Late on Thursday of last week, Steve Williams posted a short note to comp.lang.python about Perligata, a Perl module which make it possible to write Perl programs in Latin. Oddly enough, this makes the language much more readable. Williams suggested Python in Finnish, a suggestion largely ignored as the Perligata article captured the attention of the linguists among us. It became last week's hot thread.
The thread reminded that many programmers find linguistics fascinating. This has been a perennial topic of conversation among several of my friends at O'Reilly. We all agreed that linguistics, Monty Python, playing musical instruments, and role playing games were common hacker interests. While we pondered the reasons why, we never struck upon a definitive answer. Pressed by an article deadline, I decided to see what ties there were on the web between Python and Linguistics.
Boudewijn Rempt is one of the many linguists in the Python community. (He also has an interest in role-playing games. I wonder what instrument he plays?) Rempt has created Kura, a Linguistics database. Rempt, also a fan of Qt and KDE, wrote this program in Python and gave it a Qt interface.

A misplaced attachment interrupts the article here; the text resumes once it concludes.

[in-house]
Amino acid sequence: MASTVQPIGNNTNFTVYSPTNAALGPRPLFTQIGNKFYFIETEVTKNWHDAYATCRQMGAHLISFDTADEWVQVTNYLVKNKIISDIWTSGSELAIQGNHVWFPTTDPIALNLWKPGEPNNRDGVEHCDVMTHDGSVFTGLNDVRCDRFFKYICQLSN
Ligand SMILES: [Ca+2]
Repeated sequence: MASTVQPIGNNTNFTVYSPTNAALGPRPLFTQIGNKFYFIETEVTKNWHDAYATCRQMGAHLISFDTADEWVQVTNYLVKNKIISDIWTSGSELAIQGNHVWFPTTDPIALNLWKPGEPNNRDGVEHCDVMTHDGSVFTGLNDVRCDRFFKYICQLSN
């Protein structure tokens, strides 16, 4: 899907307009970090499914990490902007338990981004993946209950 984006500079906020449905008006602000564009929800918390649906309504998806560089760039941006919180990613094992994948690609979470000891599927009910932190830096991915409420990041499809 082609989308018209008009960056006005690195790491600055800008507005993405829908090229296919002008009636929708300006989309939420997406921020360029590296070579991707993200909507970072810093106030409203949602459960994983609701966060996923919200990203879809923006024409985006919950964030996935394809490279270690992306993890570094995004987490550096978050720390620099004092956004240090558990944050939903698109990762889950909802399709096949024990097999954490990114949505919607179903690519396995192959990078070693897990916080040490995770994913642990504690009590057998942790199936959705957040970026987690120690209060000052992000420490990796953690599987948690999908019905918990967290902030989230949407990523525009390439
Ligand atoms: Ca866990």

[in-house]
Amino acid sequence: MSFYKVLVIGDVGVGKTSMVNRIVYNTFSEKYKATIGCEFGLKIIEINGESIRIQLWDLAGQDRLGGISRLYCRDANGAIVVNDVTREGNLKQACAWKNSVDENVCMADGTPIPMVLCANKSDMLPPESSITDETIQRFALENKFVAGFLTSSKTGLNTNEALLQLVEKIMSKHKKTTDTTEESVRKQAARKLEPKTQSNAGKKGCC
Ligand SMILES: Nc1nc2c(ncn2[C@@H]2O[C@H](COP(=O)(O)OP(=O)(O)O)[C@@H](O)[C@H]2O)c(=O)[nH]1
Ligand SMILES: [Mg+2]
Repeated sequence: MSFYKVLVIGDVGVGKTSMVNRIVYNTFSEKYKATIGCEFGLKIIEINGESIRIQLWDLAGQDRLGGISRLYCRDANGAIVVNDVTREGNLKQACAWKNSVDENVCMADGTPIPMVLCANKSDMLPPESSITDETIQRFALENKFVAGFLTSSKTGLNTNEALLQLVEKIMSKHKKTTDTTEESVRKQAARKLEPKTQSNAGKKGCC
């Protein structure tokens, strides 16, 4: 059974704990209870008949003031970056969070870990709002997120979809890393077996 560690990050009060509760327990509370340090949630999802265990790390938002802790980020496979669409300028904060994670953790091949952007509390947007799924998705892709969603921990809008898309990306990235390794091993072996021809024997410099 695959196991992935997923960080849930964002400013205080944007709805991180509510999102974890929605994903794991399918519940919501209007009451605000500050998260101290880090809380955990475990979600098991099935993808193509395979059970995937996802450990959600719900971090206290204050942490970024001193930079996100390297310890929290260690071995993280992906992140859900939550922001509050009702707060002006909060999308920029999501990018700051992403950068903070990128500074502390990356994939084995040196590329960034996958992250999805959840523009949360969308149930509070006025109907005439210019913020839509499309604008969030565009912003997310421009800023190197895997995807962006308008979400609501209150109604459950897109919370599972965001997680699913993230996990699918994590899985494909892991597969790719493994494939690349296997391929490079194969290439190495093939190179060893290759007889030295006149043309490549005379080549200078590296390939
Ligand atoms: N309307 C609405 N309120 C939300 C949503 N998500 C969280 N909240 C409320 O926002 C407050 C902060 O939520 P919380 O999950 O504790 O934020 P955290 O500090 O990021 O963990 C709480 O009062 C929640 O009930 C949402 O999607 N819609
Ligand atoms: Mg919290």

As an interesting aside, Tolkien, another common interest for many hackers, was a linguist who constructed languages for his fictional Middle Earth. Rempt's linguistic interest is also in constructed languages.
Another linguistic database, WordNet, can be found at Princeton University. WordNet is an online database of words and meanings. While not written in Python, Python developer and linguist Oliver Steele created a Python interface to the WordNet dictionary. Based on Steele's API for WordNet, developers at ENST wrote WAPI, the WordNet Advanced Python Interface.
The real gem of my search, however, was not a Python project at all, but a collection of 13 linguistic parodies written by Metalleus, some of which were originally posted to the sci.lang newsgroup. Metalleus is described in the sci.lang faq as the Monty Python of linguistics. The articles are attributed elsewhere to Ken Miner, Professor Emeritus of linguistics at the University of Kansas. That was my school. I am disappointed now that I never took a class from Professor Miner. These articles are funny even if you don't have a background in linguistics, but if you do, they're a riot.
Stephen Figgins administrates Linux servers for Sunflower Broadband, a cable company.
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